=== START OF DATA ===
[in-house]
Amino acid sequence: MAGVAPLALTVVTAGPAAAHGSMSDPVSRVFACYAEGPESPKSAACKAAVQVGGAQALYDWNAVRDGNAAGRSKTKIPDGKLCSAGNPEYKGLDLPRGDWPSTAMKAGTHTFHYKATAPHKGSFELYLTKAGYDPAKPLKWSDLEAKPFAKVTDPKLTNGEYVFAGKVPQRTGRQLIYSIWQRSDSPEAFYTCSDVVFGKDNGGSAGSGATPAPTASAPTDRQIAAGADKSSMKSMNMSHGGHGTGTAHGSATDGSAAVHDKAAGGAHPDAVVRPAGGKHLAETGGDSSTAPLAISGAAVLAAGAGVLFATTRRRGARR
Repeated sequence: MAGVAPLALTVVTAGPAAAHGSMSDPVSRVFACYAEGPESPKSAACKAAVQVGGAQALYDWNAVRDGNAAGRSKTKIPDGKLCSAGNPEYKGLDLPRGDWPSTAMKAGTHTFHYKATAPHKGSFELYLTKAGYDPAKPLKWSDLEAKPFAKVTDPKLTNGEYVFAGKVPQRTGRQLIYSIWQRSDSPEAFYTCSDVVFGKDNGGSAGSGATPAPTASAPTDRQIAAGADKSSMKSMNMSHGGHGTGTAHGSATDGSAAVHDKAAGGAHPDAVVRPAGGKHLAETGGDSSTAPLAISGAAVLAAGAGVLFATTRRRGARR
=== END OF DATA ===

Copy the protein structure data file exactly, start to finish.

[in-house]
Amino acid sequence: MAGVAPLALTVVTAGPAAAHGSMSDPVSRVFACYAEGPESPKSAACKAAVQVGGAQALYDWNAVRDGNAAGRSKTKIPDGKLCSAGNPEYKGLDLPRGDWPSTAMKAGTHTFHYKATAPHKGSFELYLTKAGYDPAKPLKWSDLEAKPFAKVTDPKLTNGEYVFAGKVPQRTGRQLIYSIWQRSDSPEAFYTCSDVVFGKDNGGSAGSGATPAPTASAPTDRQIAAGADKSSMKSMNMSHGGHGTGTAHGSATDGSAAVHDKAAGGAHPDAVVRPAGGKHLAETGGDSSTAPLAISGAAVLAAGAGVLFATTRRRGARR
Repeated sequence: MAGVAPLALTVVTAGPAAAHGSMSDPVSRVFACYAEGPESPKSAACKAAVQVGGAQALYDWNAVRDGNAAGRSKTKIPDGKLCSAGNPEYKGLDLPRGDWPSTAMKAGTHTFHYKATAPHKGSFELYLTKAGYDPAKPLKWSDLEAKPFAKVTDPKLTNGEYVFAGKVPQRTGRQLIYSIWQRSDSPEAFYTCSDVVFGKDNGGSAGSGATPAPTASAPTDRQIAAGADKSSMKSMNMSHGGHGTGTAHGSATDGSAAVHDKAAGGAHPDAVVRPAGGKHLAETGGDSSTAPLAISGAAVLAAGAGVLFATTRRRGARR